Visit us during Minnesota Private College Week, June 23-27

Visit us during Minnesota Private College Week, June 23-27

Attention, high school students and your family and friends. Have you started looking at colleges yet? Have you already visited at least 15 campuses? No matter what stage of looking for a college you are at right now, Minnesota Private College Week, June 23-27, is the perfect time to visit Saint Mary’s. College visits are a great way to get first-hand experience of the campus, not only to see what the buildings look like, but also to get a feel for what it will be like walking to your classes, the field-house, the theatre, or the library, having lunch on campus, or hanging out on the plaza with friends, etc. It’s also the perfect opportunity to talk to students, faculty and staff and ask questions about our areas of study, financial aid packages, study abroad programs, and more. Sessions will be held twice daily on 17 campuses statewide, running from 9:30 to 11:45 a.m. and from 2:00 to 4:15 p.m. Register for your visit on the Minnesota Private College Week website. Read what other students said about visiting colleges during Minnesota Private College Week. If you can’t make it during that week, we invite you to attend any of our other upcoming events or you can make arrangements for an individual visit. Visit our Office of Admission webpage for more details....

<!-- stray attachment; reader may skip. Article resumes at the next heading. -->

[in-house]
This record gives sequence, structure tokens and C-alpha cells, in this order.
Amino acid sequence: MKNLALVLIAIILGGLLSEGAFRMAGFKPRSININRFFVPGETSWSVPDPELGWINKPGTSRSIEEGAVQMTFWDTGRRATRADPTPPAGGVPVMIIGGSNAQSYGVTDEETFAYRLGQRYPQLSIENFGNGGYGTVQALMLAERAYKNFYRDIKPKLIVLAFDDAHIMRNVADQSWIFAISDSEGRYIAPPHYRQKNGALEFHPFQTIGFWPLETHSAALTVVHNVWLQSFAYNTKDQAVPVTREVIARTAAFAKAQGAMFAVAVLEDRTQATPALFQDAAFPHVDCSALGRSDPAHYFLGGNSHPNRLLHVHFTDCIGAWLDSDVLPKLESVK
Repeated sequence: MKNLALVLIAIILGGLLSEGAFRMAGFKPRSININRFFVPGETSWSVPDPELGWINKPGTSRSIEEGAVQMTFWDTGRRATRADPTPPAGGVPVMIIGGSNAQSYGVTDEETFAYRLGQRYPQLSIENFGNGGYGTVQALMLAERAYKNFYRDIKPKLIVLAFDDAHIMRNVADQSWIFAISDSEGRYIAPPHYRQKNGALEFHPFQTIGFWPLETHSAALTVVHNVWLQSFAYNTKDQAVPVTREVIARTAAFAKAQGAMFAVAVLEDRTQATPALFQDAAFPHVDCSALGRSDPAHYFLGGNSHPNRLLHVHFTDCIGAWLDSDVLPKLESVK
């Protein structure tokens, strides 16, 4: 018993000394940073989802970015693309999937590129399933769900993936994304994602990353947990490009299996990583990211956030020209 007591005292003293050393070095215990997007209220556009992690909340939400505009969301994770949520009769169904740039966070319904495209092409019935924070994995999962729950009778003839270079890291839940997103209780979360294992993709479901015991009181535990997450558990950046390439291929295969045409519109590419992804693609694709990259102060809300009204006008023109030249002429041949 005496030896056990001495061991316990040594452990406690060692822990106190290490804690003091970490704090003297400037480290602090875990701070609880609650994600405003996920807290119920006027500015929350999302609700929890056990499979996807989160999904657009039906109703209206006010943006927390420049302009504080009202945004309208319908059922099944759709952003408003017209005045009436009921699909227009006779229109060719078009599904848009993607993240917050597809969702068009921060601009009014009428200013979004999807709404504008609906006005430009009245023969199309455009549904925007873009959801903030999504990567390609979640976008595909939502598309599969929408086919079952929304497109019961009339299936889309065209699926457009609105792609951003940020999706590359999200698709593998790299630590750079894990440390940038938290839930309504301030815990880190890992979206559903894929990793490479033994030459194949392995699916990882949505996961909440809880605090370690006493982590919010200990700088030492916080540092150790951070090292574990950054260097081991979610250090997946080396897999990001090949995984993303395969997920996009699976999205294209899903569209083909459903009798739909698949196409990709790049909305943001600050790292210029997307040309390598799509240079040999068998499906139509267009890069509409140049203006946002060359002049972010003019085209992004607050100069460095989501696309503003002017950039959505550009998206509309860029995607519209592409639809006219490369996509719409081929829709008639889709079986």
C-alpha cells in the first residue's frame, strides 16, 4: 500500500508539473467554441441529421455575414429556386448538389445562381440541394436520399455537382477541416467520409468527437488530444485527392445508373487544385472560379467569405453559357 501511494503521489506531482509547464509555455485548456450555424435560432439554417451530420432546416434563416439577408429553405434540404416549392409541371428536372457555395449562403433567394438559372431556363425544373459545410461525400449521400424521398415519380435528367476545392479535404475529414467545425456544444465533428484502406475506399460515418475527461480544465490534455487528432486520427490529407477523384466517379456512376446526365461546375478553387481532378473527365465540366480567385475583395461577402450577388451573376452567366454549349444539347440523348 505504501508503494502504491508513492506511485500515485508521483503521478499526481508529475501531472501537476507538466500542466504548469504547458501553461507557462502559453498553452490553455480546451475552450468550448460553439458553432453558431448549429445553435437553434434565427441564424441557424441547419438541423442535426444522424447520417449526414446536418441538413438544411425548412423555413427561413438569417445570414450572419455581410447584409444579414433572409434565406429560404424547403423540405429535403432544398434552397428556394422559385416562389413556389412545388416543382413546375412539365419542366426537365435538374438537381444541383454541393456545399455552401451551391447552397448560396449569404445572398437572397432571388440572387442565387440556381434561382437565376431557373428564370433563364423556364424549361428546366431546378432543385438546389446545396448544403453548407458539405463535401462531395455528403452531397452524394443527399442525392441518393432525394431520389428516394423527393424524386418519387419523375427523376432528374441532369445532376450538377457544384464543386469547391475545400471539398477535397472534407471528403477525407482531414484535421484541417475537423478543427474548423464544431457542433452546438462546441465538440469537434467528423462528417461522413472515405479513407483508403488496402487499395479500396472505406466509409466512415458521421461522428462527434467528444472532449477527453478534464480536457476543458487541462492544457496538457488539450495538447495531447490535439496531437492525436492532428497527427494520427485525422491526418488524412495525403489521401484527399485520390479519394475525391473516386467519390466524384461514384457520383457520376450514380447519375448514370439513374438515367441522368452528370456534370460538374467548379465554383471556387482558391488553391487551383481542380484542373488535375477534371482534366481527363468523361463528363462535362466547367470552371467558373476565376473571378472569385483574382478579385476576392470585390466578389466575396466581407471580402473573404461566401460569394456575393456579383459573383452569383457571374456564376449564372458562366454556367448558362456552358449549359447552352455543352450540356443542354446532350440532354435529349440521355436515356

New accountancy master’s available online or on campus

New accountancy master’s available online or on campus

As the demand for an advanced degree in accountancy has increased, Saint Mary’s University of Minnesota has announced the addition of a Master’s of Science in Accountancy program. Available both in Minneapolis and online beginning this fall, the M.S. in Accountancy prepares students for advancement into a management position in nearly any accounting setting. Another benefit of the program is that graduates will meet the 150-credit hour requirement for the Certified Public Accountant exam and/or the Certified Management Accountant certification. “The Master of Science in Accountancy at Saint Mary’s University of Minnesota is designed to transform accounting practitioners to key ethical thought leaders in quantitative decision making,” says Matt Nowakowski, Dean of the Graduate School of Business and Technology. “The effective communication of fiscal data and analysis is a key competency for business partners, and this program aspires to be a premier contributor and partner in the education of future accounting leaders.” This master’s program — designed with input from certified accountants — provides a logical next step for accountants looking for an affordable, accessible and quality way to advance their career. “The bachelor’s program [in accounting] gives students the very technical skills that they need to be an accountant — the principles and the concepts,” said Saint Mary’s program director Melanie Torborg. “The master’s program really refines those skills and brings them to the next level. We assume that students coming into this program know the principles and the concepts, but now they want to use those to become business partners and help companies make decisions.” The online delivery method for this program includes an iPad with productivity...